FIG. 2 is a schematic perspective view explaining a scanning exposure sequence;

FIG. 3 is a schematic perspective view of the disposition of a focus detection system provided in the vicinity of an end of the projection lens system shown in FIG. 1;

FIG. 4 is a circuit block diagram of a circuit arrangement in the AF control unit shown in FIG. 1;

FIG. 5 is a plan view of the positional relationship between a projection field and detection areas of focus sensors on the wafer in the apparatus shown in FIG. 1;

FIGS. 6A, 6B, 6C, and 6D are diagrams of the focusing and tilting operation of the apparatus shown in FIG. 1;

FIG. 7A is a plan view of a layout of detection areas of a focus/tilt detection system in a second embodiment of the present invention;

FIG. 7B is a side view of a layout of a modified example of the focus/tilt detection system shown in FIG. 7A;

FIG. 8A is a schematic diagram in a third embodiment of the present invention in which the invention is applied to a scanning exposure apparatus (scanning aligner);

FIG. 8B is a perspective view of a vertical carriage applied to the scanning aligner shown in FIG. 8A;

FIG. 8C is a perspective view of a projection optical system and a focus detection system provided in the projection aligner shown in FIG. 8A;

FIG. 9 is a cross-sectional view in a fourth embodiment of the present invention in the construction of which the invention is applied to an immersion projection exposure apparatus;

FIG. 10 is a diagram showing an example of an optical path layout of a focus/tilt detection system suitable for the immersion projection exposure apparatus;

FIGS. 11A and 11B are cross-sectional views of modified examples of the wafer holder;

FIG. 12A is a diagram showing an example of a manufacturing or imaging or writing apparatus to which the focus detection sensor of the present invention is applied;

FIG. 12B is a plan view showing an exemplary layout of the focus detection system applied to the apparatus shown in FIG. 12A; and

FIG. 13 is a diagram schematically showing the construction of an exemplary inspection apparatus to which the focus/tilt detection system of the present invention is applied.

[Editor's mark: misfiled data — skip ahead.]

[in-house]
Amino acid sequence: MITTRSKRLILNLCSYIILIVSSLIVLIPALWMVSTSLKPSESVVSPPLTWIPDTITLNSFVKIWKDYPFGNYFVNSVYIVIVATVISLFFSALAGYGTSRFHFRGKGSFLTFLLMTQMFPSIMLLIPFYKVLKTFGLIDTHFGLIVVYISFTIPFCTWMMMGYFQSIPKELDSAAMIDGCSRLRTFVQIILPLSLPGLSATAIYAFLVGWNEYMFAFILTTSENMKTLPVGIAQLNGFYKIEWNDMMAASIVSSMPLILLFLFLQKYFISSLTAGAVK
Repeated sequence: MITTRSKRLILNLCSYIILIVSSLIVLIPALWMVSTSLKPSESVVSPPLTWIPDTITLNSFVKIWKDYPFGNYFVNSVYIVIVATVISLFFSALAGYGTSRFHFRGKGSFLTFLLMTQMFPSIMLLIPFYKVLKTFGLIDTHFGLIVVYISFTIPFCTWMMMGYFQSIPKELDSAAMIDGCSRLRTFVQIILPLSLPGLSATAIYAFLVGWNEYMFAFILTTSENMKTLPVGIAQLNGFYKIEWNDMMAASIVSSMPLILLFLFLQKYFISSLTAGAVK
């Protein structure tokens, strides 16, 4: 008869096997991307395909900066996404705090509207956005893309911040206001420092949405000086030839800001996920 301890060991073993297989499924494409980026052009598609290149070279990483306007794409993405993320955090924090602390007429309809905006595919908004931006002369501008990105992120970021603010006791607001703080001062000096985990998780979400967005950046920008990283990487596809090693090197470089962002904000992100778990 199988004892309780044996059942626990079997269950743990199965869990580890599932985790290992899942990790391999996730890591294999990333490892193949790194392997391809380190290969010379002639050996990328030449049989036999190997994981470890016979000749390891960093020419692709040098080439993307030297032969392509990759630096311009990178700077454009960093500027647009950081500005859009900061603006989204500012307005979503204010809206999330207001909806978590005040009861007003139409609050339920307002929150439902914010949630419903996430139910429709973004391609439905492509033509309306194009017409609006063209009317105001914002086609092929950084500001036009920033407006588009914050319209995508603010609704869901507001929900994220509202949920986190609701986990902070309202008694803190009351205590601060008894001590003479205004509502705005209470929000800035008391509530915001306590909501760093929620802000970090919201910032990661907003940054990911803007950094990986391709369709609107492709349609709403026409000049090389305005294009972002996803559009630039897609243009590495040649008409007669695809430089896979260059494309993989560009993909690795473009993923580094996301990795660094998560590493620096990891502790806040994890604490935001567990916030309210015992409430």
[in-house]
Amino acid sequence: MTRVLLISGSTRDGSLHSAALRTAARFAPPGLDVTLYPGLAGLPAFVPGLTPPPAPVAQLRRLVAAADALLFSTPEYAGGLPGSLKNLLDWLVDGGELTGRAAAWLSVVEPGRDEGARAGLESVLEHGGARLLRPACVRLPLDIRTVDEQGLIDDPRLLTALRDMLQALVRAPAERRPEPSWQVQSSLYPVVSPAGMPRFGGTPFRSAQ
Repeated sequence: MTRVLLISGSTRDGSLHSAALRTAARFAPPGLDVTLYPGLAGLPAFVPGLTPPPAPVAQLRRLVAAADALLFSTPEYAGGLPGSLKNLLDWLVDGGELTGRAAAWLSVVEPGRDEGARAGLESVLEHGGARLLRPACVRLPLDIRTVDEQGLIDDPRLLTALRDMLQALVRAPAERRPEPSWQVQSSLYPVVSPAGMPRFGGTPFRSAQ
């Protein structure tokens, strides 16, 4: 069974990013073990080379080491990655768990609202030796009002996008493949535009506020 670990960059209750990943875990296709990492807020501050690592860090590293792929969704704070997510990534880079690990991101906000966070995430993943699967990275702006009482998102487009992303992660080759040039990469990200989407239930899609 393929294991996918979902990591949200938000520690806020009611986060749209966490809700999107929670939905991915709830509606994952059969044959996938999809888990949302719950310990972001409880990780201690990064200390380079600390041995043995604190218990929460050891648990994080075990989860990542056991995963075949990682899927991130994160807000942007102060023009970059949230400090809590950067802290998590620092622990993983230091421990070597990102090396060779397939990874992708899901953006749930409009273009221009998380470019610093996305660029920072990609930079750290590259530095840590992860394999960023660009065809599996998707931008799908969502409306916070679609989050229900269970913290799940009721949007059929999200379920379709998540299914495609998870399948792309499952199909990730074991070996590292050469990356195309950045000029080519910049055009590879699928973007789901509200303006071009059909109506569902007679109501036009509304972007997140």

DETAILED DESCRIPTION

FIG. 1 shows the entire construction of a projection exposure apparatus in a first embodiment of the present invention, and which is a lens-scan type projection aligner in which a circuit pattern on a reticle is projected onto a semiconductor wafer through a reduction projection lens system having circular image fields telecentrically formed on the object side and the image side while the reticle and the wafer are being moved relative to the projection lens system to be scanned.

An illumination system shown in FIG. 1 includes an ArF excimer laser light source for emitting pulse light having a wavelength of 193 nm, a beam expander for shaping a cross section of the pulse light from the light source into a predetermined shape, an optical integrator such as a fly's-eye lens for forming a secondary light source image (a set of a plurality of point light sources) by receiving the shaped pulse light, a condenser lens system for condensing the pulse light from the secondary light source image into pulse illumination light having a uniform illuminance distribution, a reticle blind (illumination field stop) for shaping the pulse illumination light into a rectangular shape elongated in a direction perpendicular to the scanning direction at the time of scanning exposure, and a relay optical system for imaging the rectangular opening of the reticle blind on a reticle R in cooperation with a mirror 11 and a condenser lens system 12 shown in FIG. 1.

The reticle R is supported on a reticle stage 14 by vacuum suction attraction. The reticle stage 14 can move at a constant speed in one dimension with a large stroke during scanning exposure. The reticle stage 14 is guided on a column structure 13 of an aligner body laterally as viewed in FIG. 1 to move for scanning. The reticle stage 14 is also guided so as to move in a direction perpendicular to the plane of the figure.

The coordinate position and the fine rotational deviation of the reticle stage 14 in an XY-plane are successively measured by a laser interferometer system (IFM) 17 which projects a laser beam onto a moving mirror (plane mirror or corner mirror) 16 attached to a portion of the reticle stage 14 and which receives the beam reflected by the mirror 16. A reticle stage controller 20 controls motors 15 (such as a linear motor or a voice coil) for driving the reticle stage 14 on the basis of the XY-coordinate position measured by the interferometer system 17, thereby controlling the scanning movement and the stepping movement of the reticle stage 14.